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DeKalb businesses adjust to NIU summer schedule

DeKALB – Rosy’s Roadhouse Bar and Grill manager Cali Walker figures the bar’s average Thursday night crowd drops from 550 during the collegiate school year to 100 during the summer.

At Rosy's, which is blocks from the Northern Illinois University campus, summer means reducing staff and hours to account for the reduced sales, said Walker. who has worked at the bar – formerly known as Starbusters – for the past five years.

The school-year staff of 15 to 20 people drops in the summer to three: a bartender, cook and security guard.

The bar also closes Sunday, Monday and Tuesday during the summer, meaning staff have to find other jobs while NIU students are away.

“During the school year, we’ve got a line out the door,” Walker said. “It’s one in, one out. We still have a pretty good dinner rush, but the late-night crowd isn’t there.”

But not every DeKalb business is rearranging like Rosy’s. When many NIU students leave for the summer, some DeKalb establishments notice a dramatic dip in business while others see a steady stream of DeKalb residents to replace the students.

The gap between spring semester ending in early May and summer classes starting mid-June presents the biggest challenge at Rosy’s.

Even when summer classes start, they bring in far fewer students. About 6,000 students are enrolled in summer classes, less than one-third of the 20,000 students enrolled during the regular school year.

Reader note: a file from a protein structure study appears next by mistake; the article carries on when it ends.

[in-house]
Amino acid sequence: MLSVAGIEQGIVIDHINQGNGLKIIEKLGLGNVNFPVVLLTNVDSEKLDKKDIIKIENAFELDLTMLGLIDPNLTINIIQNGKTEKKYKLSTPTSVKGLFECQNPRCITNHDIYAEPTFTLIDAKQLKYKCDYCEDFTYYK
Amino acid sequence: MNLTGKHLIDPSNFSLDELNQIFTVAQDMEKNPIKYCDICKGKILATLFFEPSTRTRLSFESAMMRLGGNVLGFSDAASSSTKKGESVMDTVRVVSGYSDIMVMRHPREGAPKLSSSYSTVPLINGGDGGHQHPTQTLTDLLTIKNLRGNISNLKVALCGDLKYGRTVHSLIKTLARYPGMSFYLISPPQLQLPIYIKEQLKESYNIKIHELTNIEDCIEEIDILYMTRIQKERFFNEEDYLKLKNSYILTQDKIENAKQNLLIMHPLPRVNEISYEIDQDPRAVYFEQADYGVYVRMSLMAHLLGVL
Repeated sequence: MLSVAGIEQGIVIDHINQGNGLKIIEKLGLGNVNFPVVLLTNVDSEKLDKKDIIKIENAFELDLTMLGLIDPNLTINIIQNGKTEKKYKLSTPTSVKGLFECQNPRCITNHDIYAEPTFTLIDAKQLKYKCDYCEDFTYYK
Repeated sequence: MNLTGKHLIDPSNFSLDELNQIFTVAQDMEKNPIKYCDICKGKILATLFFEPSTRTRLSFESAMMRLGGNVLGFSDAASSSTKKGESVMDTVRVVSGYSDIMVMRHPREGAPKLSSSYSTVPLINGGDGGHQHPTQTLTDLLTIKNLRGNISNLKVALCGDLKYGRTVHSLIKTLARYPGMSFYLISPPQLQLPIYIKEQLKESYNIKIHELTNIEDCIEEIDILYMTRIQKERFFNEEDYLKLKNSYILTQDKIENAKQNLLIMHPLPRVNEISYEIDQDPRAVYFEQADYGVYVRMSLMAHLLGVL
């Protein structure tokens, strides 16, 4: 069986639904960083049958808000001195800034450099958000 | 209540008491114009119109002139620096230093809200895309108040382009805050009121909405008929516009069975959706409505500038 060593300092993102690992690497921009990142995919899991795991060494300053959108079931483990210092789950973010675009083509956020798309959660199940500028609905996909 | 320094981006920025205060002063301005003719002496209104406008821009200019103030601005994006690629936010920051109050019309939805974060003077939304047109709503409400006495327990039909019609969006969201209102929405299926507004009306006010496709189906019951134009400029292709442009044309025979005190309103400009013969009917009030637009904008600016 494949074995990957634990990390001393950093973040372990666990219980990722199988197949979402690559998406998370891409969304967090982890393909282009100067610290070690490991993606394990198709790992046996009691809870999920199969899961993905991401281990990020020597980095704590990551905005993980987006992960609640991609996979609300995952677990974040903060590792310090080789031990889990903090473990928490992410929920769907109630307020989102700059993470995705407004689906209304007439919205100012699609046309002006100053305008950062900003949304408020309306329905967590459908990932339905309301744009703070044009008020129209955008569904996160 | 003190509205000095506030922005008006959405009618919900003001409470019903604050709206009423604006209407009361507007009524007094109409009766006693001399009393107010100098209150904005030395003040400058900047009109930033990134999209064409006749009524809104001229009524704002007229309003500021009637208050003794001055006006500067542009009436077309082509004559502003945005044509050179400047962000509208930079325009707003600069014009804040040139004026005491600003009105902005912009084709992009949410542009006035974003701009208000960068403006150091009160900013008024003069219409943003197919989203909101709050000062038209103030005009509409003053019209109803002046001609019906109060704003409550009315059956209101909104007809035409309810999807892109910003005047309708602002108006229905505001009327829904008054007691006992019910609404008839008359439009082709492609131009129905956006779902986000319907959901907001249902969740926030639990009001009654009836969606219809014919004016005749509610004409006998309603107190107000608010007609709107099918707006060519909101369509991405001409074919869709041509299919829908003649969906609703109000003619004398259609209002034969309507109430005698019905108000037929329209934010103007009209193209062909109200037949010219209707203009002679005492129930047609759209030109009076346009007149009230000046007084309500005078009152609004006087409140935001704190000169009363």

“We knew to expect it, so we budget for the rest of the year,” Walker said. “Everyone knows to plan for it.”

And just because students aren’t taking classes, doesn’t mean they’re all fleeing DeKalb.

Townsend Management, which offers more than 300 apartments in DeKalb for rent, requires students to sign a year lease and pay for the summer months a year in advance, office assistant Jonetta Lyons said.

“It’s rare that students leave for the summer,” Lyons said.

Recent NIU graduate Ron Lapage had a summer job in Chicago throughout his college career. While he would live and work in Chicago during the week, he would return to DeKalb on the weekends, as would his three roommates

“You’d still go to some of those eating and drinking establishments,” Lapage said. “But it was pretty dead around here.”

Summer brings more customers into downtown tattoo and piercing shop Out on a Whim, owner Kenny Weinstock said. The shop sees a dip at the end of July for about two weeks, but for the rest of the summer, business still bustles.

“During the summer a lot of people want to get a tattoo or piercing, because it’s a fun summer thing to do,” Weinstock said. “We’ve always been very fortunate in the summer.”

At Fatty's Pub and Grille, the void left by college students is filled with locals, owner Jeff Dobie said. Locals also tend to spend more than the college students looking for a deal.

“Families come in and order what they want,” Dobie said. “Students come in and order what's on special.”

The Chicago Blackhawks and the World Cup bring in more customers in the summer while the beer garden draws a steady crowd, making July one the bar's strongest months.

“I actually love summer in DeKalb,” Dobie said.

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